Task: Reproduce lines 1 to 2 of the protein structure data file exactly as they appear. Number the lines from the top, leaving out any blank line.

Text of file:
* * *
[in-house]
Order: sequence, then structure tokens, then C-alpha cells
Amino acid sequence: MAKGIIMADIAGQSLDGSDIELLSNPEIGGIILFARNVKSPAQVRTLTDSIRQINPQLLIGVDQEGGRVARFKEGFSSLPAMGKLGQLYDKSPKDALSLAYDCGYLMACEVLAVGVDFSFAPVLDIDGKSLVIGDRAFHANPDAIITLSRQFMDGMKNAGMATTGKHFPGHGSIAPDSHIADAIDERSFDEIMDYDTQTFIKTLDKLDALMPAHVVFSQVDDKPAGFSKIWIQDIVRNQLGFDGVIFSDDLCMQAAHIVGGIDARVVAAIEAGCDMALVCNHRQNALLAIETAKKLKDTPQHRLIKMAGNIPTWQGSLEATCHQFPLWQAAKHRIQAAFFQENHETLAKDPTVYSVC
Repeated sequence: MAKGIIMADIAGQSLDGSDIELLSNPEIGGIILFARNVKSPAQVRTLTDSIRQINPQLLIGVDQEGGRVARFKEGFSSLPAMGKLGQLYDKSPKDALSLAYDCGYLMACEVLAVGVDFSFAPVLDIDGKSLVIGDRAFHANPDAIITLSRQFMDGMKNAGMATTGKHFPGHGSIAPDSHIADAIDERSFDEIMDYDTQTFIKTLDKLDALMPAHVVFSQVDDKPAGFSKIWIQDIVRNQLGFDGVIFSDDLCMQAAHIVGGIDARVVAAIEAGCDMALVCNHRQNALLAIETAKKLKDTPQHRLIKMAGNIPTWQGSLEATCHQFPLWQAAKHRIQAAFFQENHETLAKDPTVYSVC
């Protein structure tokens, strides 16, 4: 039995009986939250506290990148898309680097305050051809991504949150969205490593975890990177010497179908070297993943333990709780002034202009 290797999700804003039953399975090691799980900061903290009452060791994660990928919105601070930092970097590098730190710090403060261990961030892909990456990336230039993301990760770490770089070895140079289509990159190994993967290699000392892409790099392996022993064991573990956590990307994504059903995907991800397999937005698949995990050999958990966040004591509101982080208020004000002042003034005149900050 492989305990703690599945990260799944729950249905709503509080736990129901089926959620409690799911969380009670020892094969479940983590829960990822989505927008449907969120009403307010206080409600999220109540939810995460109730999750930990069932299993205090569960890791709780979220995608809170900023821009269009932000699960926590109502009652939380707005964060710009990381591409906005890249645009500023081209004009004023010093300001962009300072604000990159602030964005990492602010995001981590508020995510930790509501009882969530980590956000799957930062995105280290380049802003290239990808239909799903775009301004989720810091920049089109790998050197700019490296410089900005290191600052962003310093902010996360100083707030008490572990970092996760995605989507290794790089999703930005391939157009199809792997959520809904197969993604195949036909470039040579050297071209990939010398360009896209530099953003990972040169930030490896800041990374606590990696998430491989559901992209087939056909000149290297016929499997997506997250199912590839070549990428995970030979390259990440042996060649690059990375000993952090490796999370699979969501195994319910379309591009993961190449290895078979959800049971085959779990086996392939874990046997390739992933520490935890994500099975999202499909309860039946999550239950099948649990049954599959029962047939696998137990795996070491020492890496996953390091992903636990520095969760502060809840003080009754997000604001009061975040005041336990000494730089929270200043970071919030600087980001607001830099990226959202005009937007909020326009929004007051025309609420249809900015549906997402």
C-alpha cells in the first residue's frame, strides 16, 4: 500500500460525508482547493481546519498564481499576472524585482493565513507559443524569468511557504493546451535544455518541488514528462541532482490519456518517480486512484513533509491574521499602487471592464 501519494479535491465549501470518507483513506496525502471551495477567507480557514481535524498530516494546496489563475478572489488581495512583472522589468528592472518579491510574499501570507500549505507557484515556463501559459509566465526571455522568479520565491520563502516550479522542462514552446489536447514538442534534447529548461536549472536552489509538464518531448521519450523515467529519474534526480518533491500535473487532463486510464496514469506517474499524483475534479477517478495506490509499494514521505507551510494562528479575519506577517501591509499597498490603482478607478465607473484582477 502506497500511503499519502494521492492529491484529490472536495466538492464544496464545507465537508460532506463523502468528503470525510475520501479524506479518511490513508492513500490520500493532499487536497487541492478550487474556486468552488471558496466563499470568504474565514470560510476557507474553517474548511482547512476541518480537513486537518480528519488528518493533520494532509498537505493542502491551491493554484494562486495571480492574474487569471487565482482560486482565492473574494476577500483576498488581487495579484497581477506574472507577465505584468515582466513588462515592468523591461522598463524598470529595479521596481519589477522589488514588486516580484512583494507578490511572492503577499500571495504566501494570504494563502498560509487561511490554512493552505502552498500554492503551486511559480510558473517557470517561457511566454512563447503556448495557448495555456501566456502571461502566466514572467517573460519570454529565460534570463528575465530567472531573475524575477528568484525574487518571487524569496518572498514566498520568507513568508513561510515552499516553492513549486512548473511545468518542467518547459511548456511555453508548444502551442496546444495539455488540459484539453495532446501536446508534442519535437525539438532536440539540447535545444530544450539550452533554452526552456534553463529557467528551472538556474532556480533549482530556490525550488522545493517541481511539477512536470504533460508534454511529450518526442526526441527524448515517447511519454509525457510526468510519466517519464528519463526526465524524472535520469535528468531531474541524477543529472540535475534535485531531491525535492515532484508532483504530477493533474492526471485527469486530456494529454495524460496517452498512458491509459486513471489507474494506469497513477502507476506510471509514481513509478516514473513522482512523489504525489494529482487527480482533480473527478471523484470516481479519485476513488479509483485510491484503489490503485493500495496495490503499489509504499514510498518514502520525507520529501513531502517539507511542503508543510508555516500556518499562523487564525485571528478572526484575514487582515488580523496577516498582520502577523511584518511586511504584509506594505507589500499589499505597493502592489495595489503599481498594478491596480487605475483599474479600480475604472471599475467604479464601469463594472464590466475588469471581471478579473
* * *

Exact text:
[in-house]
Order: sequence, then structure tokens, then C-alpha cells